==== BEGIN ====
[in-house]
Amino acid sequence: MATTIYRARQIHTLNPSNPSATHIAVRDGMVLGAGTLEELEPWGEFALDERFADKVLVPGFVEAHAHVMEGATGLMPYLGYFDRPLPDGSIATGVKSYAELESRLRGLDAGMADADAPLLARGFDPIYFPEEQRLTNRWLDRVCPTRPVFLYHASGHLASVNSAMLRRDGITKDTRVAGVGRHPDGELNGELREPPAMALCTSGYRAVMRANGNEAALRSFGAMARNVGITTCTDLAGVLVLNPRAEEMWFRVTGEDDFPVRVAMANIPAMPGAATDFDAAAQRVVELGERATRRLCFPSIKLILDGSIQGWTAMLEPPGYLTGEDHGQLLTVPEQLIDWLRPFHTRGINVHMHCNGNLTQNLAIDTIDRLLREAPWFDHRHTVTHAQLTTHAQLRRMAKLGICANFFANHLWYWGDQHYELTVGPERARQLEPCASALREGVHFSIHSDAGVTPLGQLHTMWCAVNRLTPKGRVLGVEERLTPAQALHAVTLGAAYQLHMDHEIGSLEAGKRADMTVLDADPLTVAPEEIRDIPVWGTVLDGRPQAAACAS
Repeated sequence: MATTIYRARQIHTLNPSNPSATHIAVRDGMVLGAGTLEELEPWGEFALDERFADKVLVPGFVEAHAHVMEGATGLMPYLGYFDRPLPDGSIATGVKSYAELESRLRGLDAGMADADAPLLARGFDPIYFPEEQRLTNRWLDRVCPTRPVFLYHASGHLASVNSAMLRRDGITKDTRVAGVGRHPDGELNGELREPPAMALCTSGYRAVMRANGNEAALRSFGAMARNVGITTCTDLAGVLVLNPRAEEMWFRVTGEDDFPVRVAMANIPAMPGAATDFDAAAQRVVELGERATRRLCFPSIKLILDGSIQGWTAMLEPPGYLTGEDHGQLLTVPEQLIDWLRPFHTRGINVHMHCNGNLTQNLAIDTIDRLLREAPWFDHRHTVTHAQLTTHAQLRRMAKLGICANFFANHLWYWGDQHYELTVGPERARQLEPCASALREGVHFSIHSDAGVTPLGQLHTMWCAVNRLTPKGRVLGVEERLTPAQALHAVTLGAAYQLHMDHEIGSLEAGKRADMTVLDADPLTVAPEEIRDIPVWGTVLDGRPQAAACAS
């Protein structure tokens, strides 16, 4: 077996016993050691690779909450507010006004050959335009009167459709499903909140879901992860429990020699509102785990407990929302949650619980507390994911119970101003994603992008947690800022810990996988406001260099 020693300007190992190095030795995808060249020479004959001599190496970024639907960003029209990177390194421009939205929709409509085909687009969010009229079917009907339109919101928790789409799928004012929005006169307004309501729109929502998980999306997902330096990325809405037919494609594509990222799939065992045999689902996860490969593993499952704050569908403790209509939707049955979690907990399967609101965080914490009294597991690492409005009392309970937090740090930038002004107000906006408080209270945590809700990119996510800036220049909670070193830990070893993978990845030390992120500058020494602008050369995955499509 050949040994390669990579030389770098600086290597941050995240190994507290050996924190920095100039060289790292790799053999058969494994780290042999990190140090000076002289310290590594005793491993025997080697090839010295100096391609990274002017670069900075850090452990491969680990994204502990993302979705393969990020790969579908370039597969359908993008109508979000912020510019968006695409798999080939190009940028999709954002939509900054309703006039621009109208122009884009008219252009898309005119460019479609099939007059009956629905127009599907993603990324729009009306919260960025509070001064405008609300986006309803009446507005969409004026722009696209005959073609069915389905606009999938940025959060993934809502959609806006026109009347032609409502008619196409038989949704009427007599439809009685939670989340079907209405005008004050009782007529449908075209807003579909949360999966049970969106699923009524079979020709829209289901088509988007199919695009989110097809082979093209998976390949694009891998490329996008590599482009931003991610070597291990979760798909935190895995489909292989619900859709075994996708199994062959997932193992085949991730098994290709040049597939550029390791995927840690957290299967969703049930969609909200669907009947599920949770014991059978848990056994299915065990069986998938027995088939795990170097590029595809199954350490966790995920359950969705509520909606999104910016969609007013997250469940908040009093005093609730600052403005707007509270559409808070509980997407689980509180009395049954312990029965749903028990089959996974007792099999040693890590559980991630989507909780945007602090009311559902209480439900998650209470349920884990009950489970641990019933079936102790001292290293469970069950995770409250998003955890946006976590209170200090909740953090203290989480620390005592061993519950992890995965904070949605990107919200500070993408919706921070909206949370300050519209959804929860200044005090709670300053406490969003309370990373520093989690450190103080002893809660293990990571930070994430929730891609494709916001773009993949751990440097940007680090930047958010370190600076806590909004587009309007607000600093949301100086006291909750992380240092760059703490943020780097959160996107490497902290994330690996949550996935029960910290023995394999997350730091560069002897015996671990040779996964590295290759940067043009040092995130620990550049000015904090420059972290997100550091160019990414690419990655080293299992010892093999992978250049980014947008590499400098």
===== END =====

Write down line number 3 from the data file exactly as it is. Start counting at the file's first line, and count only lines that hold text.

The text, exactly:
Repeated sequence: MATTIYRARQIHTLNPSNPSATHIAVRDGMVLGAGTLEELEPWGEFALDERFADKVLVPGFVEAHAHVMEGATGLMPYLGYFDRPLPDGSIATGVKSYAELESRLRGLDAGMADADAPLLARGFDPIYFPEEQRLTNRWLDRVCPTRPVFLYHASGHLASVNSAMLRRDGITKDTRVAGVGRHPDGELNGELREPPAMALCTSGYRAVMRANGNEAALRSFGAMARNVGITTCTDLAGVLVLNPRAEEMWFRVTGEDDFPVRVAMANIPAMPGAATDFDAAAQRVVELGERATRRLCFPSIKLILDGSIQGWTAMLEPPGYLTGEDHGQLLTVPEQLIDWLRPFHTRGINVHMHCNGNLTQNLAIDTIDRLLREAPWFDHRHTVTHAQLTTHAQLRRMAKLGICANFFANHLWYWGDQHYELTVGPERARQLEPCASALREGVHFSIHSDAGVTPLGQLHTMWCAVNRLTPKGRVLGVEERLTPAQALHAVTLGAAYQLHMDHEIGSLEAGKRADMTVLDADPLTVAPEEIRDIPVWGTVLDGRPQAAACAS